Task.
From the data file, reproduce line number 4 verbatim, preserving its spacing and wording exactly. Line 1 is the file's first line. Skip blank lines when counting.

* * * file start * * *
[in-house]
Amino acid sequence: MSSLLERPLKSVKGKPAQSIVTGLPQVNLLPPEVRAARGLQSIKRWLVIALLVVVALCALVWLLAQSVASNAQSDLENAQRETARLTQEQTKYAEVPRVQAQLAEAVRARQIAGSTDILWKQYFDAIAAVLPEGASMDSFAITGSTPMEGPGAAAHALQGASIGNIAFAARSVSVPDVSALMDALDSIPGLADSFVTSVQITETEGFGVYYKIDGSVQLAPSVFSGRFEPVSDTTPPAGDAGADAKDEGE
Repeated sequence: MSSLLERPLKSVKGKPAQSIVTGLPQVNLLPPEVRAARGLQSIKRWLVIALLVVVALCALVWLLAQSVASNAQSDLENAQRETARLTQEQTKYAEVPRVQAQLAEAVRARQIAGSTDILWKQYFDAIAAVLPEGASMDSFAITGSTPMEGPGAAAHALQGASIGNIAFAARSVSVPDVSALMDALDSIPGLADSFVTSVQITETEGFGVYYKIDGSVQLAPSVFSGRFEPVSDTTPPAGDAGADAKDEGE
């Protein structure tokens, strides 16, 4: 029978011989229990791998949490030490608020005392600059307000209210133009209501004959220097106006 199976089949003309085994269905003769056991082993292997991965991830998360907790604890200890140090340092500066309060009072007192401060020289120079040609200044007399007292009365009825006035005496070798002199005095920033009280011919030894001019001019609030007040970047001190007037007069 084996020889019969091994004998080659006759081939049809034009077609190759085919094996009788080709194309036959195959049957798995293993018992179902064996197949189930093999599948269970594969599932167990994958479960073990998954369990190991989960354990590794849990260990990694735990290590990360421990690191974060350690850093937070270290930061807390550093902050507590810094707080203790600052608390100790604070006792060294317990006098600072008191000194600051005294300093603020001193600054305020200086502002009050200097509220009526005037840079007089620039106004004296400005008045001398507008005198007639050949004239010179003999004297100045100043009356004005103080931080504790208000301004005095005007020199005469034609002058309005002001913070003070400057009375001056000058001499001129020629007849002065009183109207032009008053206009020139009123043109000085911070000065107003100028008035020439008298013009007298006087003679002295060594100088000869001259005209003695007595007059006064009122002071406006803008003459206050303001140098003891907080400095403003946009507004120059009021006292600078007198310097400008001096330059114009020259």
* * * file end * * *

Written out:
């Protein structure tokens, strides 16, 4: 029978011989229990791998949490030490608020005392600059307000209210133009209501004959220097106006 199976089949003309085994269905003769056991082993292997991965991830998360907790604890200890140090340092500066309060009072007192401060020289120079040609200044007399007292009365009825006035005496070798002199005095920033009280011919030894001019001019609030007040970047001190007037007069 084996020889019969091994004998080659006759081939049809034009077609190759085919094996009788080709194309036959195959049957798995293993018992179902064996197949189930093999599948269970594969599932167990994958479960073990998954369990190991989960354990590794849990260990990694735990290590990360421990690191974060350690850093937070270290930061807390550093902050507590810094707080203790600052608390100790604070006792060294317990006098600072008191000194600051005294300093603020001193600054305020200086502002009050200097509220009526005037840079007089620039106004004296400005008045001398507008005198007639050949004239010179003999004297100045100043009356004005103080931080504790208000301004005095005007020199005469034609002058309005002001913070003070400057009375001056000058001499001129020629007849002065009183109207032009008053206009020139009123043109000085911070000065107003100028008035020439008298013009007298006087003679002295060594100088000869001259005209003695007595007059006064009122002071406006803008003459206050303001140098003891907080400095403003946009507004120059009021006292600078007198310097400008001096330059114009020259």